To every brigade there shall be a brigade quarter-master, who shall receive 24 dollars per month, for his extra services; each of which officers to be chosen by the quarter-master-gerieral from the regimental officers.

There shall be a deputy inspector-general to every army, other than that in which the inspector-general serves, to be a field-offices, and to have 50 dollars per month, for his extra serrices.

To every division of an army, there shall be a division-inspector, who shall be entitled to thirty dollars per month, for his extra services.

To every brigade, there shall be a brigade-inspector, who shall be entitled to twenty-four dollars per month, for his extra services; each of which officers, to be chosen from the regimental officers, by the inspector-general.

The adjutant-general of the army, shall be ex-officio assistant inspector-general.

And every deputy-inspector-general, shall be ex-officio deputy-adjutant-general, and shall perform the duties of adjutantgeneral, in the army to which he shall be annexed.

The pay-master-general of the armies of the United States, shall be always quartered at or near the head-quarters of the main army, or at such place as the commander-in-chief shall deem proper.

To the army of the Western Frontiers, and to detachments from the main army, the pay-master-general shall appoint deputypay-masters, who shall account to him for all monies advanced them, and shall give bond in the sum of fifteen thousand dollars,

with sureties for the faithful performance of their respective duties; and the several regimental pay-masters shall also give bond in the sum of five thousand dollars, with sureties for the faithful performance of their duties.

The pay-master-general, to receive eighty dollars per month, with the rations and forage of a major, in full compensation for his services and travelling expenses; and the deputy, in addition to his pay, and other emoluments, thirty dollars per month, in full compensation for his extra services.

Every major-general of the army of the United States, shall be entitled to two aids, to be chosen by himself; each of whom, shall receive, in addition to his pay, and other emoluments, twenty-four dollars per month, and ten dollars per month for forage, when not furnished by the United 3tates.

Every brigadier of the army, shall be entitled to one aid, chosen by himself, who, in addition to his pay, and other emoluments, shall receive for his extra services, twenty-four dollars per month, and ten dollars for forage, when not furnished as aforesaid.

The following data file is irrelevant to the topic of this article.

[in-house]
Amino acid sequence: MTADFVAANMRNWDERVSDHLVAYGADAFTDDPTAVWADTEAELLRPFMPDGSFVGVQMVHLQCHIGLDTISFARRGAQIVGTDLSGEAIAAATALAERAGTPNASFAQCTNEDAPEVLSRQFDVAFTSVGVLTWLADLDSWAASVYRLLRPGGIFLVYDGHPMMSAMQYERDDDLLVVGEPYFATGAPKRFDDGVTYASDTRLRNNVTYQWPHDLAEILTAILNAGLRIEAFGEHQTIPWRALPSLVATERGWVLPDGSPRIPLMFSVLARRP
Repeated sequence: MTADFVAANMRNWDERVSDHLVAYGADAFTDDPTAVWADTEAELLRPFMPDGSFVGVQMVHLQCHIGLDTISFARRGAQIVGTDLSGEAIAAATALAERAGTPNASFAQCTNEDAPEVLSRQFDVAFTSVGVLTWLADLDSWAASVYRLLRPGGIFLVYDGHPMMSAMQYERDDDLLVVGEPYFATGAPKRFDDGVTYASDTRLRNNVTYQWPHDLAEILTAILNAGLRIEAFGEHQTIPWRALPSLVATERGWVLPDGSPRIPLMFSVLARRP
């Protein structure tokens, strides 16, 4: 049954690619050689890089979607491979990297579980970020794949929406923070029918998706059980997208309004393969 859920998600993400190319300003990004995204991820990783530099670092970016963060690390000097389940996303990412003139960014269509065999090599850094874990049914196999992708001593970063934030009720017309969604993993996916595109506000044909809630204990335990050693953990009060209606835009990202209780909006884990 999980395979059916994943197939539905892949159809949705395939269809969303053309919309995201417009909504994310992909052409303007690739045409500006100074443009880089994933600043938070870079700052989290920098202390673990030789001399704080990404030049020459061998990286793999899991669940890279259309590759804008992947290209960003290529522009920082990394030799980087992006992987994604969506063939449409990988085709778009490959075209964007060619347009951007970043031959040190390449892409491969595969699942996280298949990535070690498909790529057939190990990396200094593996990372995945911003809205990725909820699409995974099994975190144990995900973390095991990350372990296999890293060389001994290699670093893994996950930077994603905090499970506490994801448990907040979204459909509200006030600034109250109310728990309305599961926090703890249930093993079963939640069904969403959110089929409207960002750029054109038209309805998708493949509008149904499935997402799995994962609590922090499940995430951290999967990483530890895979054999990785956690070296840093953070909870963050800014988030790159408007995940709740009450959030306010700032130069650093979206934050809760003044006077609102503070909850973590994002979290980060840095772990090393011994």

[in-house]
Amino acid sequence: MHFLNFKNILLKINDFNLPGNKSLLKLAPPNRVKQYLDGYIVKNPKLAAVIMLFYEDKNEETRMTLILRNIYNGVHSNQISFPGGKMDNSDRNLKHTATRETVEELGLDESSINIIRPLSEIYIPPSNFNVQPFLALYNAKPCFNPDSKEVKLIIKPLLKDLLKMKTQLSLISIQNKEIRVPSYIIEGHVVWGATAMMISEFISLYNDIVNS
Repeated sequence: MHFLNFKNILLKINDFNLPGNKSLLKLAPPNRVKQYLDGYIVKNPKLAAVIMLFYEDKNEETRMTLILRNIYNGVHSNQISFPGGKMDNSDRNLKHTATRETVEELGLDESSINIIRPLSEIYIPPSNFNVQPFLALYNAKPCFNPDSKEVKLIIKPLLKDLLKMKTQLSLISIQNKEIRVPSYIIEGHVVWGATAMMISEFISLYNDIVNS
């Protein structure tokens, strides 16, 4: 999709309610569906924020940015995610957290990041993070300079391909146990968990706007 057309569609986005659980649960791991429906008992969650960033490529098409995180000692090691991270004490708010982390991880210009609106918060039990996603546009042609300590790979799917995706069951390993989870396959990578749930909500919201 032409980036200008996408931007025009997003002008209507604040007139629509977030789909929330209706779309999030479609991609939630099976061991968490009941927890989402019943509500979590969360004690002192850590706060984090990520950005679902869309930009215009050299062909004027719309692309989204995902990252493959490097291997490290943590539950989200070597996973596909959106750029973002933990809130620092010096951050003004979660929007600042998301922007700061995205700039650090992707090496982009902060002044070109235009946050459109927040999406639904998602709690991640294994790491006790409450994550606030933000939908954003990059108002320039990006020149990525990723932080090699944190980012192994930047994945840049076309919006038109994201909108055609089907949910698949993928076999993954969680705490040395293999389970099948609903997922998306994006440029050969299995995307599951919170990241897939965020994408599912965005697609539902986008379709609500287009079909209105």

The President of the United States, is authorized to engage and appoint, distinct from the officers of the corps of artillerists and engineers, two engineers, with the rank of lieutenant-colonels, and to allow them such compensation as he shall think necessary.

There shall be an inspector of fortifications, whose duties shall be assigned him by the Secretary of War, under the direction of the President of the United States. The compensation allowed, if selected from the

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of artillerists and engineers, for his extra services, thirty-five dollars per month; and if he shall not be an officer in the artillery or engineers, Ire shall be allowed for his services, seventy-five dollars monthly, and rank as major in the army of the United States.

In case he shall be chosen from the corps of artillerists and engineers, or army of the United States, his place therein shall be supplied by promotion, or a new appointment, or both, as may be requisite; but he shall nevertheless retain his station in the said corps or army, and rise therein, in the same manner, as if he had never been appointed inspector.

There shall be allowed to the inspector-general of the armies of the United States, in addition to his allowance as major-gene. ral, and in full compensation for extra services, fifty dollars monthly, and he shall be allowed a secretary of his own appoint. ment, with the pay and emolument of a captain.

By the act of March 16, 1802, the peace establishment was reorganized and remained at about four thousand, until 1808, when it was raised to ten thousand, which was the army peace establishment previous to the late war.

The following was the organization of the regular army at the close of the war in 1815, exclusive of the general staff.

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Light Ar. 1 1 2 1

10 963) Dragoon 1 1 21

2

1 8 981 Corps Ar. 6 6/12/12

48 495 Infantry 1 1 2 1 1 1 1 2

10/1094 Riflemen 2) 11

(10110601 Total authorised force

963

981 12 5940 16 50324 4 4240

162448